Faces of Aging: The Lived Experiences of the Elderly in Japan

By Yoshiko Matsumoto | Go to book overview

2 The New Elder Citizen Movement in Japan

Nobutaka Doba and Shigeaki Hinohara in association with Haruo Yanai, Keiichiro Saiki, Hirofumi Takagi, Mari Tsuruwaka, Masumi Hirano, and Hiroyoshi Matsubara

ALMOST EVERY COUNTRY WORLDWIDE must now contend with the reality of an aging population that is increasing more rapidly than was ever expected. In Japan, the population of elderly citizens aged 65 years or older has been increasing even as the total population has been in decline, and is expected to account for 27.8 percent of the total population by 2025. This is the fastest increase in the percentage of the aged observed anywhere in the world.

The rapidly increasing number of elderly throughout the world might represent a biological success for humanity if major health problems can be prevented until just prior to death and if elders’ health needs can be fulfilled to ensure total physical, mental, and social well-being. Throughout history, greater longevity has enabled the aged to educate younger generations and pass on their values. This role of the elderly has ensured human survival and progress and is reflected in the recommendations of the International Plan of Action on Ageing, proposed and published by the United Nations (United Nations 2003).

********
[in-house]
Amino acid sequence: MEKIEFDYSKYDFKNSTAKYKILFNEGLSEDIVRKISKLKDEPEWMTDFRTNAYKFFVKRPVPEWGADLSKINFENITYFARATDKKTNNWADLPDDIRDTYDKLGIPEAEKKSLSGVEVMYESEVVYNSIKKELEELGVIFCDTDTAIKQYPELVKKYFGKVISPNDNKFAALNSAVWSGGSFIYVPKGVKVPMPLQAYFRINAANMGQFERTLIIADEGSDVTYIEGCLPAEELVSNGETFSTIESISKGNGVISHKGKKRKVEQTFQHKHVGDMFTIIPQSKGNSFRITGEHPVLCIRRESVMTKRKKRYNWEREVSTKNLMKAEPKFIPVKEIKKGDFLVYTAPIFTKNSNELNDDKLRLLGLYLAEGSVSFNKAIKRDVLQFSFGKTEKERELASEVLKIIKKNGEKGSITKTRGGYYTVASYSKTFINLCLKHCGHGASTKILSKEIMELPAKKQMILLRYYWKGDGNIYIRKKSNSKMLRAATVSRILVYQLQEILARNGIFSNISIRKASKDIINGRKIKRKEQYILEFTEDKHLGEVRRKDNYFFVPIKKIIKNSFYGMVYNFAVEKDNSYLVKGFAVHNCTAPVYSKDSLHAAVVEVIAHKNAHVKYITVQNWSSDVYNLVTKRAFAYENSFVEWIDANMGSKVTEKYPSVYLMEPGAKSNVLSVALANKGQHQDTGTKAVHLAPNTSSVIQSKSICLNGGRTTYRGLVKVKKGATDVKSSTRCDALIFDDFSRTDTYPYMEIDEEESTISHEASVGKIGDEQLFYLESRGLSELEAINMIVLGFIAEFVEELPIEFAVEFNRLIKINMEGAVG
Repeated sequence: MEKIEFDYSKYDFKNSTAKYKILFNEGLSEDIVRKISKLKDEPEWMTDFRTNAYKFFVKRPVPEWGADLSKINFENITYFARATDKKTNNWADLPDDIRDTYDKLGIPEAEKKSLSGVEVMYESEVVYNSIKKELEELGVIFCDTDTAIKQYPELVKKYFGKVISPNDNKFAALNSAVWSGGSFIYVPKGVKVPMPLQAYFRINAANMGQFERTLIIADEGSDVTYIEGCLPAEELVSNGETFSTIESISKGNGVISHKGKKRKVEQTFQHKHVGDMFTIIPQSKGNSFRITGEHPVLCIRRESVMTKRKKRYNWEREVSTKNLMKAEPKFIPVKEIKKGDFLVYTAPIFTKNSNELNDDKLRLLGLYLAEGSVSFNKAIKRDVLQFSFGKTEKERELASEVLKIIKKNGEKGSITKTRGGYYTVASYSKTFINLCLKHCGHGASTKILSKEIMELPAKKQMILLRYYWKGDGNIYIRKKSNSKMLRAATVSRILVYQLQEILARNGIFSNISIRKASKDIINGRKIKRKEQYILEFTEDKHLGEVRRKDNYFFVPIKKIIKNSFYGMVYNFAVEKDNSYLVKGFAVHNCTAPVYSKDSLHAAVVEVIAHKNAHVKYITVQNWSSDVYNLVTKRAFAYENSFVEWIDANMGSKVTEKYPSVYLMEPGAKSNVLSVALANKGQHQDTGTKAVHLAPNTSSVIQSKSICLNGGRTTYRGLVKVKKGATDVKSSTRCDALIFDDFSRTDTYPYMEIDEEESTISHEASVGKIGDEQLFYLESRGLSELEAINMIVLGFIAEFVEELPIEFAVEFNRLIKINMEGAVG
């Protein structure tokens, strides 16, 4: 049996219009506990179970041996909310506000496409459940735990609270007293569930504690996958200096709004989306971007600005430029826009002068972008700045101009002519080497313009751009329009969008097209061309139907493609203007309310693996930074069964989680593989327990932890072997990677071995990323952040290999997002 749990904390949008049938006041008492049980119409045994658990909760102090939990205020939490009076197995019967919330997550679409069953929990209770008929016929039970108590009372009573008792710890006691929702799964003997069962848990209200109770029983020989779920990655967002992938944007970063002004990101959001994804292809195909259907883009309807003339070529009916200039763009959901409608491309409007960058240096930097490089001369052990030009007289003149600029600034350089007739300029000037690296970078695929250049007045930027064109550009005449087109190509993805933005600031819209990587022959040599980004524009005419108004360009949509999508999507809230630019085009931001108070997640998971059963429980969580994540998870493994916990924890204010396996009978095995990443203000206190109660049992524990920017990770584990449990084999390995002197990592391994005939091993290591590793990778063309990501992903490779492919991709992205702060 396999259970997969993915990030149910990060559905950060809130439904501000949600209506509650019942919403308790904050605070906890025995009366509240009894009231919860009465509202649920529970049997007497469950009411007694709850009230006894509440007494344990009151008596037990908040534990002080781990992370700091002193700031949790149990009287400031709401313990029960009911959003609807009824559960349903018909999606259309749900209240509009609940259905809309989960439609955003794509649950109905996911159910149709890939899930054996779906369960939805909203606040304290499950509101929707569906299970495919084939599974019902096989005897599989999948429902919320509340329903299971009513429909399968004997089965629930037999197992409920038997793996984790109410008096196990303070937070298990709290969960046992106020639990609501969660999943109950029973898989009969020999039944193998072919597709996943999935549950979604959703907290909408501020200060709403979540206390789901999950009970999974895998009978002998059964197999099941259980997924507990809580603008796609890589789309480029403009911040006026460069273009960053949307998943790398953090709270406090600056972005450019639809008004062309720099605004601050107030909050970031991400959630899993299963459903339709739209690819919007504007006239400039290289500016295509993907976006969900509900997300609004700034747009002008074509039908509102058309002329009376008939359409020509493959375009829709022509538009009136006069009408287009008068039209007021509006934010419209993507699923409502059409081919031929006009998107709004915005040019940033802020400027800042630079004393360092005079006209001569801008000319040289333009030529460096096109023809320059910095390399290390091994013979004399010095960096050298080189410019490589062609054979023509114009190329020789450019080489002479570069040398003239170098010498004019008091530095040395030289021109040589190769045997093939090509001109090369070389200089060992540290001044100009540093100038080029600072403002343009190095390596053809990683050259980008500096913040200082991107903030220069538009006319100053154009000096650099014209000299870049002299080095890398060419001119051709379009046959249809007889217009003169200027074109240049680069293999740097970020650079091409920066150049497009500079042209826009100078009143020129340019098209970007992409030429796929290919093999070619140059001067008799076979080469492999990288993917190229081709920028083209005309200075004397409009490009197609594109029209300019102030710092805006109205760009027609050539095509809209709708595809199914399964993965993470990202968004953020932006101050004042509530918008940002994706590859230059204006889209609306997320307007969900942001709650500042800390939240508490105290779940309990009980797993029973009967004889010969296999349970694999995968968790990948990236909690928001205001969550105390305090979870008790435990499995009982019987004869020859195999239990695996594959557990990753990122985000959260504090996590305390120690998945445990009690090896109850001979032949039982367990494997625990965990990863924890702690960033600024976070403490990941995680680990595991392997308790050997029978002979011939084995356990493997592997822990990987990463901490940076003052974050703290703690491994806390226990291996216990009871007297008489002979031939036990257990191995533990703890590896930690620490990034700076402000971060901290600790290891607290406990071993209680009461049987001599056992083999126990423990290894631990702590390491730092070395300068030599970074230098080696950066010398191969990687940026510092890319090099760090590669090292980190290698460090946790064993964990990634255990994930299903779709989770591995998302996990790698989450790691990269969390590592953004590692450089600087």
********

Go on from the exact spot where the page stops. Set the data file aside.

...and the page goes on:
In this sense, all efforts to help the elderly must be directed toward satisfying their needs for personal fulfillment realized through the achievement of personal goals and aspirations; this represents the realization of the full potential of the elderly. It is important, therefore, for public policies and programs to be oriented toward promoting opportunities for self-expression that challenge the elderly and help them contribute positively to their families and communities. The principal ways in which the elderly might find personal satisfaction include: (1) continued participation in their immediate and extended family (see Traphagan, this volume, on possible problems with the family; Hamaguchi, this volume, on the positive effects of family participation), (2) voluntary service to

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